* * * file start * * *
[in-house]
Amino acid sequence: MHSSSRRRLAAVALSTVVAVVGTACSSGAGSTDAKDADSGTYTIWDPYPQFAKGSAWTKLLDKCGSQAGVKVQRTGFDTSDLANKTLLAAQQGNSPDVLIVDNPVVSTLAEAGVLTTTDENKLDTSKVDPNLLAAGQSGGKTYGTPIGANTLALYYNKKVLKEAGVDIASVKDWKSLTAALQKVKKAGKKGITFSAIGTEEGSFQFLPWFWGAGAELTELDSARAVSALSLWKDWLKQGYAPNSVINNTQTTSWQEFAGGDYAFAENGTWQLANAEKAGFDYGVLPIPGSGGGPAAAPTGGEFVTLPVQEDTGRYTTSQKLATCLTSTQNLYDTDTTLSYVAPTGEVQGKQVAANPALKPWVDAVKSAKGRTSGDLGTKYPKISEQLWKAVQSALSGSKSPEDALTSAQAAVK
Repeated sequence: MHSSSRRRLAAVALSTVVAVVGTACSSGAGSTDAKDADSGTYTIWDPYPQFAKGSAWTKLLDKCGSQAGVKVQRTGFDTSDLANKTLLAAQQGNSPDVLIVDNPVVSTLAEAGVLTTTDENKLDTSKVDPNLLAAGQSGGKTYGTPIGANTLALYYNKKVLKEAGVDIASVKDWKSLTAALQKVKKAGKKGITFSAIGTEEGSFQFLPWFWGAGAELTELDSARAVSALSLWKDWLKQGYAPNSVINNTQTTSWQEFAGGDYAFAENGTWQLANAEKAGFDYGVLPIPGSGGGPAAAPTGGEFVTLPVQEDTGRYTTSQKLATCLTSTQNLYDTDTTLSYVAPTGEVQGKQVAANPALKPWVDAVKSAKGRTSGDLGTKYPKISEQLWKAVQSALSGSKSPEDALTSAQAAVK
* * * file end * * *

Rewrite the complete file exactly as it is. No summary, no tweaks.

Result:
[in-house]
Amino acid sequence: MHSSSRRRLAAVALSTVVAVVGTACSSGAGSTDAKDADSGTYTIWDPYPQFAKGSAWTKLLDKCGSQAGVKVQRTGFDTSDLANKTLLAAQQGNSPDVLIVDNPVVSTLAEAGVLTTTDENKLDTSKVDPNLLAAGQSGGKTYGTPIGANTLALYYNKKVLKEAGVDIASVKDWKSLTAALQKVKKAGKKGITFSAIGTEEGSFQFLPWFWGAGAELTELDSARAVSALSLWKDWLKQGYAPNSVINNTQTTSWQEFAGGDYAFAENGTWQLANAEKAGFDYGVLPIPGSGGGPAAAPTGGEFVTLPVQEDTGRYTTSQKLATCLTSTQNLYDTDTTLSYVAPTGEVQGKQVAANPALKPWVDAVKSAKGRTSGDLGTKYPKISEQLWKAVQSALSGSKSPEDALTSAQAAVK
Repeated sequence: MHSSSRRRLAAVALSTVVAVVGTACSSGAGSTDAKDADSGTYTIWDPYPQFAKGSAWTKLLDKCGSQAGVKVQRTGFDTSDLANKTLLAAQQGNSPDVLIVDNPVVSTLAEAGVLTTTDENKLDTSKVDPNLLAAGQSGGKTYGTPIGANTLALYYNKKVLKEAGVDIASVKDWKSLTAALQKVKKAGKKGITFSAIGTEEGSFQFLPWFWGAGAELTELDSARAVSALSLWKDWLKQGYAPNSVINNTQTTSWQEFAGGDYAFAENGTWQLANAEKAGFDYGVLPIPGSGGGPAAAPTGGEFVTLPVQEDTGRYTTSQKLATCLTSTQNLYDTDTTLSYVAPTGEVQGKQVAANPALKPWVDAVKSAKGRTSGDLGTKYPKISEQLWKAVQSALSGSKSPEDALTSAQAAVK